Characteristics of sound waves

Characteristics of sound waves

This animation explains the most important characteristics of waves through sound waves.

Physics

Keywords

wave, sound wave, waves, frequency, amplitude, fázis, mechanical wave, wavelength, sound, hertz, electromagnetic wave, speed of sound, high wave, vibration, simple harmonic motion, spread velocity, boiling, ultrasound, infrasound, sound intensity, periodicity, state, physics, physical, mechanics

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Questions

  • Is it true that the louder we shout, the further sound travels?
  • Is it true that the wave speed depends on the frequency?
  • What is the unit of frequency?
  • What describes the number of vibrations in one second?
  • What is the relationship between frequency and wavelength?
  • What is the relationship between frequency and amplitude?
  • What is the unit of amplitude?
  • Where does sound travel faster: in water or in air?
  • How fast does sound travel in air at 15°C?
  • What is an ultrasound?
  • What is the phase difference between two vibrating particles that are in phase?
  • Is it true that sound waves traveling in gases are always longitudinal?
  • What is a wave front?
  • What is the wavelength of a 20,000 Hz sound wave traveling in air at sea level? (c=f*λ)

Scenes

Wave formation

  • wavefront - A surface made up of particles vibrating in the same phase.
  • wavelength (λ) - The distance between two successive wavefronts. Its symbol is λ (lambda). In reality, the wavelength of sound audible for most humans is between 16 mm and 16 m and its wave speed is ca. 340 m/s.
  • particle - The particles vibrate.
  • wave speed - A characteristic of the medium itself; it is not equivalent to the velocity of the particles.
  • Frequency - It is the number of vibrations per second.
  • Amplitude - The maximum value of one of the vibration's parameters. In the case of sound, the amplitude is usually identified with the maximum value of air pressure or displacement. Amplitude is directly related to the intensity of a sound: the higher the amplitude, the louder the sound. It is independent of frequency and the speed of sound.
  • amplitude
  • speaker - The speaker emits longitudinal sound waves. Sound, like any other wave, is characterised by wavelength, frequency, wave speed and amplitude.

Wave formation

A wave is a disturbance that travels through a medium. Waves can be very diverse depending on the characteristics of the medium and the source of the disturbance.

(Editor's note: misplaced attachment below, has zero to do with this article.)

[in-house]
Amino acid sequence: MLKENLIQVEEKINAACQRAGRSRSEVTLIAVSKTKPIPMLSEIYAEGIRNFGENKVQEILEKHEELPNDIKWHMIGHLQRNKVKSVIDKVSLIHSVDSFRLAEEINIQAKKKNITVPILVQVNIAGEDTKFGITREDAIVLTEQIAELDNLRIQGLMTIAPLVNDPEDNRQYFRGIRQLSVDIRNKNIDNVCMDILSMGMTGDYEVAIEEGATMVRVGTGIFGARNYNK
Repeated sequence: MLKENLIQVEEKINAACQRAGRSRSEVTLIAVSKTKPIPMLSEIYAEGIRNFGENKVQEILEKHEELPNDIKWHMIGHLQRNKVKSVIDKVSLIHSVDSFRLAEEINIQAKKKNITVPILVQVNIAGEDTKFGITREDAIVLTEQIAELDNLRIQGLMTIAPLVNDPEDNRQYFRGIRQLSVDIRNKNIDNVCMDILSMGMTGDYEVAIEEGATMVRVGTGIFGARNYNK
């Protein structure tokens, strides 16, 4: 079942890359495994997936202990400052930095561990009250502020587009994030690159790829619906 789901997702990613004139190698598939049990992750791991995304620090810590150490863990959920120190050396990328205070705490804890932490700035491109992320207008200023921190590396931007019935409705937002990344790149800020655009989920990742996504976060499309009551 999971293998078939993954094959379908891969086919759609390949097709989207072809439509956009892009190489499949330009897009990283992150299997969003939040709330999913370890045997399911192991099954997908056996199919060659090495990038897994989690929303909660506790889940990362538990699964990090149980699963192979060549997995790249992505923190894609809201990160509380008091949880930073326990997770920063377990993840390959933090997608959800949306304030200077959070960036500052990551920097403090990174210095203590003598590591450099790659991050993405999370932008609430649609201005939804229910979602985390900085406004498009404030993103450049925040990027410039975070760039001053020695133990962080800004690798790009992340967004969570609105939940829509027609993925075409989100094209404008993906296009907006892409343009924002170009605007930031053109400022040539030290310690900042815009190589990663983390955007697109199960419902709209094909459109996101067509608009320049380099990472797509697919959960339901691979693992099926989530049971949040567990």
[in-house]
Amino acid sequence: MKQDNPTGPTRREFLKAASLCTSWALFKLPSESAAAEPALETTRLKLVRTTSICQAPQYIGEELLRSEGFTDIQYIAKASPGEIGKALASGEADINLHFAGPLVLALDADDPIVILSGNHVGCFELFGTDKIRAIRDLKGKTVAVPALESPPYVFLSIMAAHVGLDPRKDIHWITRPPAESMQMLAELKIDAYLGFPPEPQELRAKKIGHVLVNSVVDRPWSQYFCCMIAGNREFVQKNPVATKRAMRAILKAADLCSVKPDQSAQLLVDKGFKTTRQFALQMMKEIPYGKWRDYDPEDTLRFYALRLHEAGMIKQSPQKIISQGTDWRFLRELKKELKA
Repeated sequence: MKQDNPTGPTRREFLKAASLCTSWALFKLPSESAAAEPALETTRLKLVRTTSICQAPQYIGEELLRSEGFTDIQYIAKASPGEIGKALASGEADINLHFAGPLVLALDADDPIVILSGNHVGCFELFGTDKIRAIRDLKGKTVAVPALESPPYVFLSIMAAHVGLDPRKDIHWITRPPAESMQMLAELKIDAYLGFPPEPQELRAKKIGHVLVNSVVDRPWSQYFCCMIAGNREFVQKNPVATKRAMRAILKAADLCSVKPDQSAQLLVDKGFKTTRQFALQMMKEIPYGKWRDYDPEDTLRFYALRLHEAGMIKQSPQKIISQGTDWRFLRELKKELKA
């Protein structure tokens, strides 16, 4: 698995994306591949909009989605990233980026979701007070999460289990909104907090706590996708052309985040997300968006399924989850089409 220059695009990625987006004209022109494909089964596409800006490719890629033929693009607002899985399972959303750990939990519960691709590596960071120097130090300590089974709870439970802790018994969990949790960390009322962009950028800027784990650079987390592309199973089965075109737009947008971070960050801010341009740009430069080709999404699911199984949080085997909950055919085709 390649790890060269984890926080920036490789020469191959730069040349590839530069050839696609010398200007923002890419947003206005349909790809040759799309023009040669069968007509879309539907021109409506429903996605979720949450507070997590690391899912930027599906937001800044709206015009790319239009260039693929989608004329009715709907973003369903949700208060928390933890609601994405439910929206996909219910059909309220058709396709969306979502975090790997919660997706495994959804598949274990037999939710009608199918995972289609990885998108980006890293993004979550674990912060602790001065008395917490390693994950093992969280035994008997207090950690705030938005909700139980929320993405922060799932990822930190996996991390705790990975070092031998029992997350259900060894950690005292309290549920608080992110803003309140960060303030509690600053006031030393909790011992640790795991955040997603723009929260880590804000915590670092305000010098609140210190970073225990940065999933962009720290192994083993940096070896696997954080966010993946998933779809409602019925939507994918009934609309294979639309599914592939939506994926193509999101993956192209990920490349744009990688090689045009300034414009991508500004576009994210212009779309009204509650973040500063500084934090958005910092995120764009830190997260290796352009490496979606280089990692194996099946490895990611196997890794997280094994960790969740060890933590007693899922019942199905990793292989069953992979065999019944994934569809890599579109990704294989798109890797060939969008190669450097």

The simplest type of waves are mechanical waves that travel through various gases, such as sound waves that travel through air. The source of the sound causes air molecules to start moving. Then the already vibrating molecules make their neighboring molecules vibrate too. This process is repeated and this is how the vibration propagates.


If the direction of the movement of the particles is parallel to the direction of wave propagation, the wave is a longitudinal wave. In air, sound always propagates as longitudinal waves. Air is compressed then rarefied, thus wave fronts are formed. The distance between the wave fronts is called wavelength. If the wave speed of sound increases, its wavelength increases too.

Wave speed

  • wavefront - A surface made up of particles vibrating in the same phase.
  • wavelength (λ) - The distance between two successive wavefronts. Its symbol is λ (lambda). In reality, the wavelength of sound audible for most humans is between 16 mm and 16 m and its wave speed is ca. 340 m/s.
  • particle - The particles vibrate.
  • wave speed - A characteristic of the medium itself; it is not equivalent to the velocity of the particles.
  • Frequency - It is the number of vibrations per second.
  • Amplitude - The maximum value of one of the vibration's parameters. In the case of sound, the amplitude is usually identified with the maximum value of air pressure or displacement. Amplitude is directly related to the intensity of a sound: the higher the amplitude, the louder the sound. It is independent of frequency and the speed of sound.
  • amplitude
  • speaker - The speaker emits longitudinal sound waves. Sound, like any other wave, is characterised by wavelength, frequency, wave speed and amplitude.

Wave speed

Wave speed is the speed at which wave fronts travel in a medium. This is not equivalent to the speed at which the particles themselves move; wave speed rather characterizes the medium. However, it also depends on several other parametres, such as temperature of the medium or the frequency of the wave.

The wave speed of sound in air at a low altitude is about 1,200 km/h (3,937 mph). At a high altitude, it is only about 1,000 km/h (621.4 mph) as the air is colder and less dense here. However, in a very dense, solid medium, the speed of sound can be much higher than that.

Frequency

  • wavefront - A surface made up of particles vibrating in the same phase.
  • wavelength (λ) - The distance between two successive wavefronts. Its symbol is λ (lambda). In reality, the wavelength of sound audible for most humans is between 16 mm and 16 m and its wave speed is ca. 340 m/s.
  • particle - The particles vibrate.
  • wave speed - A characteristic of the medium itself; it is not equivalent to the velocity of the particles.
  • Frequency - It is the number of vibrations per second.
  • Amplitude - The maximum value of one of the vibration's parameters. In the case of sound, the amplitude is usually identified with the maximum value of air pressure or displacement. Amplitude is directly related to the intensity of a sound: the higher the amplitude, the louder the sound. It is independent of frequency and the speed of sound.
  • amplitude
  • speaker - The speaker emits longitudinal sound waves. Sound, like any other wave, is characterised by wavelength, frequency, wave speed and amplitude.

Frequency

The number of wavefronts that reach the observer in one second is called frequency.

In the case of sound waves, the higher the frequency, the higher-pitched the sound we perceive. Deeper sounds have a lower frequency.

The standard unit for measuring frequency is the hertz (Hz). For example, if we perceive a 1,000 Hz sound, it means that 1,000 wavefronts reach our ears in one second.

The higher the wave speed and the smaller the wavelength, the higher the frequency of a wave.

The relationship between these three parameters can be described with the following formula:
c = f * λ
(where c is the wave speed, f is the frequency and λ is the wavelength).